Even worse -- and as was the case against San Jose -- Raycroft has seen the team in front of him come back and tie the game, only to allow a devastating goal to give up the lead. Those goals suck the life out of a team after they have worked hard to come back and it happened on Thursday night, as the Stars and Raycroft allowed three goals in a six-minute span in the second period as the Sharks blew the game wide open.
While Raycroft certainly cannot be blamed for the continued offensive struggles of the team's top lines, nor can he be asked to score on the power play or battle for the puck along the boards, there is something to be said to how a team is negatively impacted when they have no solid goaltending behind them.
Raycroft has also had this happen before, allowing seven goals against Calgary on January 21 and never being the same after that.
With Kari Lehtonen in net, the Stars are a much calmer team. In a perfect world you wouldn't need the goaltender to make spectacular saves to win a game but for the Stars -- this team, this roster, this season -- that is precisely where they are. Lehtonen allows the Stars to take chances because they have much more faith in his ability to stop pucks should a mistake be made. There's also something to be said about how a goaltender that can eat and kill the puck, instead of kicking it right back into the crowd, is also directly contributing to the defensive structure that a team creates.
Which is where Richard Bachman comes in.
Bachman has just 29 minutes of NHL ice time, yet he has not allowed a goal. Against the Sharks, Bachman stopped all ten of the shots that he faces and appeared to be calm and confident in net. While playing in the third period of a blowout loss is far different than getting the start on the road in a divisional game, there is something to be said about how a confident goaltender can have a calming effect on the team's struggles in front of him.
You shouldn't have to rely on your goaltender to be spectacular in order to win but you have to have faith that he can be if needed. The Stars, thrown off by the obviously shaky performances by Raycroft, were being forced to overcome not just their own struggles but also overcome a lack of confidence by their own netminder and devastating goals being allowed at the worst time. No matter how good a team might be, bad goals at bad times in the game will suck whatever energy a team has away and take away all the momentum that had been built.
There's a reason why even the best teams in the NHL need solid goaltending. While they may have a great defense, the goaltending contributes directly to that defensive structure and the team has faith in their netminder -- allowing a team to play looser and more freely. That was not happening the past two games with Raycroft.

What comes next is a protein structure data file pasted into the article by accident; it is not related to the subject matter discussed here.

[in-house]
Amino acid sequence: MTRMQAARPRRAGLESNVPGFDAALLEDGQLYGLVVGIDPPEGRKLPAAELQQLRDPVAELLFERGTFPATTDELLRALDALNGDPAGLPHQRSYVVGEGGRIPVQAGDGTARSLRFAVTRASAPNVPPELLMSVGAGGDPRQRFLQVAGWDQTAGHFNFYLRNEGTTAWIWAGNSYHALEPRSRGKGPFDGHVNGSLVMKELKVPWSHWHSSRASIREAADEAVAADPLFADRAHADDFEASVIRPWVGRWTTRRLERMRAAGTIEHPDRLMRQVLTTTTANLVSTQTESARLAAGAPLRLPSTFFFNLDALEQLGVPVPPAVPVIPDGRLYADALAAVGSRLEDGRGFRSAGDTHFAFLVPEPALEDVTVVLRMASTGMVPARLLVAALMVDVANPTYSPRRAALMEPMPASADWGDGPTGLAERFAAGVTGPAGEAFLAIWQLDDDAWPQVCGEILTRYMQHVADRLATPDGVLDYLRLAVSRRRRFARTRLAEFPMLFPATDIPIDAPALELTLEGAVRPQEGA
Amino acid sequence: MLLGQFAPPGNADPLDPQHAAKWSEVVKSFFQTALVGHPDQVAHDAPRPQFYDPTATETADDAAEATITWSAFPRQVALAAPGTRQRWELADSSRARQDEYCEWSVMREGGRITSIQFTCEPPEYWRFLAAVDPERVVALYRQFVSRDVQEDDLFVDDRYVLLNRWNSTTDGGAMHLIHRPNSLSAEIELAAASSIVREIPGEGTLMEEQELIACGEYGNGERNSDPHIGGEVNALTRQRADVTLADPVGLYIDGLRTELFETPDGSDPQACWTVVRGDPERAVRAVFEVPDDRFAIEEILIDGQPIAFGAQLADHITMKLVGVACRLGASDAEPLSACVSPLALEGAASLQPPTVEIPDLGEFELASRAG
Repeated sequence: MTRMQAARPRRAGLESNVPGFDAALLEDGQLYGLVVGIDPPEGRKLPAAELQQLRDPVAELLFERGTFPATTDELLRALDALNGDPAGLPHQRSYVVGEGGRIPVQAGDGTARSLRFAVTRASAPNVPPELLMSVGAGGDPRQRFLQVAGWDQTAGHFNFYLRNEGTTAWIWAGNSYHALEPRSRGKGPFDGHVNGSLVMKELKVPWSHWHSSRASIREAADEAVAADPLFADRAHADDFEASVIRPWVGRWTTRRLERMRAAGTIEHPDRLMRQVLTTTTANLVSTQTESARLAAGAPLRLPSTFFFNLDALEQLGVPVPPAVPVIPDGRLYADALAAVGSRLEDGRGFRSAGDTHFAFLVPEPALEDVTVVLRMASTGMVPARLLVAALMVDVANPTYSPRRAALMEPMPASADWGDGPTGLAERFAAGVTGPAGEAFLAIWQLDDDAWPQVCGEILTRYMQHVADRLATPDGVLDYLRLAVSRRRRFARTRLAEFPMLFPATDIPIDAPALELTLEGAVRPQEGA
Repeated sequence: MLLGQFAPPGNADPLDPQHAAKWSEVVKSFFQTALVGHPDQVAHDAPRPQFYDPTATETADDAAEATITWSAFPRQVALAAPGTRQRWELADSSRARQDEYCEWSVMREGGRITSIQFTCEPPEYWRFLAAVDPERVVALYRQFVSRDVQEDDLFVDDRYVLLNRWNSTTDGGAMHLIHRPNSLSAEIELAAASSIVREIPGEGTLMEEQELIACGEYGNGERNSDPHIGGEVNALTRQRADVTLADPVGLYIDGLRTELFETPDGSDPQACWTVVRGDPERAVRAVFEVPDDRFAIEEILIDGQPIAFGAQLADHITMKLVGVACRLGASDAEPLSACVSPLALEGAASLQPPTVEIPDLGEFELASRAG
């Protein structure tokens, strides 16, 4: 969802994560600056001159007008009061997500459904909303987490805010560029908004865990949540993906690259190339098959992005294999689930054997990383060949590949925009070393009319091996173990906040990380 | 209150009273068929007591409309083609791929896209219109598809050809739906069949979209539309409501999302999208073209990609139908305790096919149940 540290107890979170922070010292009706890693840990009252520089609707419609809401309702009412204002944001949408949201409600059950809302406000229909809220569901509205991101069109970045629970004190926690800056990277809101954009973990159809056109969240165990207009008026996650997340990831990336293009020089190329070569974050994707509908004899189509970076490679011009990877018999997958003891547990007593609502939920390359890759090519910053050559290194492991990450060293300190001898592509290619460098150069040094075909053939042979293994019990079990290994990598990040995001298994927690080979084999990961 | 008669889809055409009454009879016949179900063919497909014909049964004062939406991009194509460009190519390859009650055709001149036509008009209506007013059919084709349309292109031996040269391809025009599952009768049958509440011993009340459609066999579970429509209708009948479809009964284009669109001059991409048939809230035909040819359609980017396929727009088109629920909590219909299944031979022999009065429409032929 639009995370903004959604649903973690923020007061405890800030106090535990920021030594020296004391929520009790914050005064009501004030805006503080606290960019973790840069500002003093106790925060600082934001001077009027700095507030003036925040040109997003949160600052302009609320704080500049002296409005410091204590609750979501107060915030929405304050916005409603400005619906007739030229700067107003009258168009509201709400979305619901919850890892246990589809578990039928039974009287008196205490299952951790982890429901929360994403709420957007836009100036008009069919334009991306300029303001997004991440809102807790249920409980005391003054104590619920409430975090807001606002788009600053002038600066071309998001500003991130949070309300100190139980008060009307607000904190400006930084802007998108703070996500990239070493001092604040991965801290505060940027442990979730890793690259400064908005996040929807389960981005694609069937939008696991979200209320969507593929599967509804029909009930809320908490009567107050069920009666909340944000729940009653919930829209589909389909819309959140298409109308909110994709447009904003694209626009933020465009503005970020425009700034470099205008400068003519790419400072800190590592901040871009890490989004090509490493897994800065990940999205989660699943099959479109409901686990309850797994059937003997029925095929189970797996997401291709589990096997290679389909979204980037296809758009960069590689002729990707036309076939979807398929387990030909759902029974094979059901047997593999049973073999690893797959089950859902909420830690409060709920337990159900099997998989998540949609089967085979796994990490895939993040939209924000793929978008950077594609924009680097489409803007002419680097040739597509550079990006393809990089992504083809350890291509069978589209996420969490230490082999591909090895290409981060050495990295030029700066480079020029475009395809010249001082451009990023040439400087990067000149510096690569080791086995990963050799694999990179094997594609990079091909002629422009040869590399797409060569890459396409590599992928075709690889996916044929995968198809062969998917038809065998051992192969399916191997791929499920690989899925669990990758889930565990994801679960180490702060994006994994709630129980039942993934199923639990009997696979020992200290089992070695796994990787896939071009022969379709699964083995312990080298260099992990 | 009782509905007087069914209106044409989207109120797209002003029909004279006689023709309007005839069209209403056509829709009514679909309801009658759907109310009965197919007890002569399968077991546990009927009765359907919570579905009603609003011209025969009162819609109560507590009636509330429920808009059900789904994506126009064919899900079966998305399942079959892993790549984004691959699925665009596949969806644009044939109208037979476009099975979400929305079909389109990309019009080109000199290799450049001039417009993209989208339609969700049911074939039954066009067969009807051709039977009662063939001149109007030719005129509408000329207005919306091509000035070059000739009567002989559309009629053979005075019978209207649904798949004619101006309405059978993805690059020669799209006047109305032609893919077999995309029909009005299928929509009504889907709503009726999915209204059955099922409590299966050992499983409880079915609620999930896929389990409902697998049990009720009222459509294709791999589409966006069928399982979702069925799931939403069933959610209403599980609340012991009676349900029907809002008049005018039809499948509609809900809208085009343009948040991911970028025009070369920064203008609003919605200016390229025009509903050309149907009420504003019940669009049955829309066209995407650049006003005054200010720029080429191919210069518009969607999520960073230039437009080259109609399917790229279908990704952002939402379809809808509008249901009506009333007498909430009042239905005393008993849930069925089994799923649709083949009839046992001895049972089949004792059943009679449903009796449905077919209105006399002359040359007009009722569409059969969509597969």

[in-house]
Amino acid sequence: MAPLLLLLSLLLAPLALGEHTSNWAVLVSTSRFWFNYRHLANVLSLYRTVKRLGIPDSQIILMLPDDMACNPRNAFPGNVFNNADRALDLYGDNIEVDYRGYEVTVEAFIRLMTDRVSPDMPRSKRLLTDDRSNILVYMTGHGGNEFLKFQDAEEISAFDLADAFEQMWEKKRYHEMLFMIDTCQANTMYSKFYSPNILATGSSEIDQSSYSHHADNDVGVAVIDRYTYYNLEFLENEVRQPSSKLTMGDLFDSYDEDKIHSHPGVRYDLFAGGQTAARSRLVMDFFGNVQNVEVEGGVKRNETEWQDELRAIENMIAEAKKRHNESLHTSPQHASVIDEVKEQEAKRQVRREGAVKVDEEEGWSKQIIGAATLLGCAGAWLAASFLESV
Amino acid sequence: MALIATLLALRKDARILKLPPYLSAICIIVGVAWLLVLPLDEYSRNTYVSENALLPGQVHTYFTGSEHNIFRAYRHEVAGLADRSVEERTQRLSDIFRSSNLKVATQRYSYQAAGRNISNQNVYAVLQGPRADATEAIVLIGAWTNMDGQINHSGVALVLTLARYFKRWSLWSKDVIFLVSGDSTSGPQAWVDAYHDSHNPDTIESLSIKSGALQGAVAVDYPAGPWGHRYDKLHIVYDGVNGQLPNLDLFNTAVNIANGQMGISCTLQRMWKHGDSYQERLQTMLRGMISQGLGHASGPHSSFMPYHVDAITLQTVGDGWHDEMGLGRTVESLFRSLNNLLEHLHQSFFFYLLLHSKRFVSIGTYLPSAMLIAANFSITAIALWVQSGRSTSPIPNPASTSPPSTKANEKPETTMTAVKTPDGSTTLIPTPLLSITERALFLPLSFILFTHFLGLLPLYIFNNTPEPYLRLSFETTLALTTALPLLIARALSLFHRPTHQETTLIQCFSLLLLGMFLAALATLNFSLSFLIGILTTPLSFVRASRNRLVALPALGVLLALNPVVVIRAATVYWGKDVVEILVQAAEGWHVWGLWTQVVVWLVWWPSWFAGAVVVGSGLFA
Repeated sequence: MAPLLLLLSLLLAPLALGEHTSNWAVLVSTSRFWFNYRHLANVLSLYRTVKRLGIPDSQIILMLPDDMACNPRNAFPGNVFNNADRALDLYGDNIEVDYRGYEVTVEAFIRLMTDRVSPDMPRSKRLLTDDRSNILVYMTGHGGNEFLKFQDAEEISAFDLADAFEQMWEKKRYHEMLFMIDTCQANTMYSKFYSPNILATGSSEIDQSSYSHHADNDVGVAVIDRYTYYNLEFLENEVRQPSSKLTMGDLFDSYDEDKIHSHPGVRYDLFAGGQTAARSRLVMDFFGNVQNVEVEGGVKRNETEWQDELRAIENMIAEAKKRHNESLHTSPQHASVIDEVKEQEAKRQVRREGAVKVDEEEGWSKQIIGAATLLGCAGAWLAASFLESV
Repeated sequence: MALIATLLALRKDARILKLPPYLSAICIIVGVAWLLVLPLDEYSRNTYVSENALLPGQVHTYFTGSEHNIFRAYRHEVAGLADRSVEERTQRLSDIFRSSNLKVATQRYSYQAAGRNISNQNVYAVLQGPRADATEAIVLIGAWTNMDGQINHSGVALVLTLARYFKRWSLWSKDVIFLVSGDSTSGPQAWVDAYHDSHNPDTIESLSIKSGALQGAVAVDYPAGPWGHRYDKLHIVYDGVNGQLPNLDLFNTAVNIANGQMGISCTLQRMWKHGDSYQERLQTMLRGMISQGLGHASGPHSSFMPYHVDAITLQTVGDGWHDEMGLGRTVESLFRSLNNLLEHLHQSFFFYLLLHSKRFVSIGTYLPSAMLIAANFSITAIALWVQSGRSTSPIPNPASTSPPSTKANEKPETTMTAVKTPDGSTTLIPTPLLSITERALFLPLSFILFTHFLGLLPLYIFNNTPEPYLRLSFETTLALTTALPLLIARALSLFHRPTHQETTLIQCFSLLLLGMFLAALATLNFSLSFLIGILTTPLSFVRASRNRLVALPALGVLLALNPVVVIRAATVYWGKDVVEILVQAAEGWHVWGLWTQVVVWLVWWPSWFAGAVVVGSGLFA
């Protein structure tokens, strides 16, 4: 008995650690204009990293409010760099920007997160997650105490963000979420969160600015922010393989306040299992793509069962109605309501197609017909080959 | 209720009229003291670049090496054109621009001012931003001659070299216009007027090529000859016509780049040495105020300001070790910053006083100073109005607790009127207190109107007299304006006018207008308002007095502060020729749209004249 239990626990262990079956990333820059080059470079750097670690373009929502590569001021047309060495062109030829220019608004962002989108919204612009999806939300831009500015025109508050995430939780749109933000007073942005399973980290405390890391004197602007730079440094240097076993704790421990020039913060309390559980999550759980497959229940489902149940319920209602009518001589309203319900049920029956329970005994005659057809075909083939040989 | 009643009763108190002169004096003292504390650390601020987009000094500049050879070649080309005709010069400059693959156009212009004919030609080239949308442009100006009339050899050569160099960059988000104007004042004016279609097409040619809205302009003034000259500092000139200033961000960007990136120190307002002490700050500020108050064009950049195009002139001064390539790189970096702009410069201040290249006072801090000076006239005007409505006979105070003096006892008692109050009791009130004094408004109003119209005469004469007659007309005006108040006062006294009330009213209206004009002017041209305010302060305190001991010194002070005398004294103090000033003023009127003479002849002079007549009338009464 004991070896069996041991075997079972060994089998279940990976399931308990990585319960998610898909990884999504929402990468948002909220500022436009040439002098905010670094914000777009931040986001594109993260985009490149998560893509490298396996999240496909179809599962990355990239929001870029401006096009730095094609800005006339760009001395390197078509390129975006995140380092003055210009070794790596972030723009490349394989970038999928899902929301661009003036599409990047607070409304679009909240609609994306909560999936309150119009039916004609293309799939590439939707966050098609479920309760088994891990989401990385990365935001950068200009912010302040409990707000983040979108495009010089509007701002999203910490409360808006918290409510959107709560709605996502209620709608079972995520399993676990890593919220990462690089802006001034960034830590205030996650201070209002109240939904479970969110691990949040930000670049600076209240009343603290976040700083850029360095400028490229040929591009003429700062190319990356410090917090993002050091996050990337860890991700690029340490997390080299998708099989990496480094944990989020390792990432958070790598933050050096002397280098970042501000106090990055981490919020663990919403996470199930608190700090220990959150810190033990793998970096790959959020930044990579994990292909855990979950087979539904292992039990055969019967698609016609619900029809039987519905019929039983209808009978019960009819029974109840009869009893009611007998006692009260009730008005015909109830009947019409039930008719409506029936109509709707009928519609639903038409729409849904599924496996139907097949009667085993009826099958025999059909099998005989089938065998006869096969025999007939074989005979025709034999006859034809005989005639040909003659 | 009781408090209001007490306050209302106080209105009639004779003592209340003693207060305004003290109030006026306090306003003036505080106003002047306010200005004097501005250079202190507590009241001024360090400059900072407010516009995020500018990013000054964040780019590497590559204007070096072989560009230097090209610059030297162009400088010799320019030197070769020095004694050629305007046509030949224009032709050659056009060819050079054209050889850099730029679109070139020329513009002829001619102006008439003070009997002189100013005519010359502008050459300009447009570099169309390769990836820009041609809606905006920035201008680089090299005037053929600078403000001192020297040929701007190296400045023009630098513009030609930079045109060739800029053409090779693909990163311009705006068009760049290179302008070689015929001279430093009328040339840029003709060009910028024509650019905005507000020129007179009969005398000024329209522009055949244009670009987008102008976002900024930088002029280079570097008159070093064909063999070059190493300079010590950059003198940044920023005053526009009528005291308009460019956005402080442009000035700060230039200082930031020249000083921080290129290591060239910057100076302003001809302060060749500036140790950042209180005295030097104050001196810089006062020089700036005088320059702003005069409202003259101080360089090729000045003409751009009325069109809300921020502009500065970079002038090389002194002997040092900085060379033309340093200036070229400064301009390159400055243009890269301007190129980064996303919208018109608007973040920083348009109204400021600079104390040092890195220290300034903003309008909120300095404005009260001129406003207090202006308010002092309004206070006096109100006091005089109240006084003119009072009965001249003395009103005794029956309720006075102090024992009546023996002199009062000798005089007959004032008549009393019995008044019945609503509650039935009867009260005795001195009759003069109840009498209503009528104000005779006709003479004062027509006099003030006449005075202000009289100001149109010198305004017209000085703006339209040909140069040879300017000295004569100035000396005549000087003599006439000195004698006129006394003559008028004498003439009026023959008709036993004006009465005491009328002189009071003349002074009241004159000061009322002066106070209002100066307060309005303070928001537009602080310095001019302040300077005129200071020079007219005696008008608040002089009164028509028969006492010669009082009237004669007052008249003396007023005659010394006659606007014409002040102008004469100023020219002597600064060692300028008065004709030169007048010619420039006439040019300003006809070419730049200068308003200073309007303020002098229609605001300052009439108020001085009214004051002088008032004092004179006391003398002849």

Now the Stars face a decision on whether to start Bachman in net on Saturday night against Los Angeles. He was certainly going to get a start on the East coast side of the road trip but with the Stars obviously reeling a bit and Raycroft struggling, I don't see how the Stars can afford not to at least see what Bachman can do with a full 60 minutes.
"I thought he was real clean in the third," Stars coach Glen Gulutzan. "It's not easy to come into those situations. They had some good chances and he made some saves. We'll have a decision to make tomorrow on who is going to start in LA. We'll take a look at everything and make our decision."
Like I stated above, the Stars were not perfect in this game and it's impossible to lay all the blame right at Raycroft's feet. Jamie Benn and Loui Eriksson continue to struggle offensively and are officially in the middle of a terrifying scoreless slump. They are playing well overall but unable to get over their inability to generate goals, which is leading to frustration and a dwindling confidence.
The Stars lack balance offensively and with Benn and Eriksson struggling and the second line still trying to find their way, teams can put much of their focus on the top line and further add to the frustration of the two best players on the team. Despite scoring a nifty power play goal, the Stars are still struggling with the man advantage and that frustration is carrying over to other aspects of the game as well.
The good news is that the Stars looked much better in other areas. Brenden Morrow had perhaps his best game of the season after returning from injury and Philip Larsen and Alex Goligoski -- for the most part -- looked outstanding together.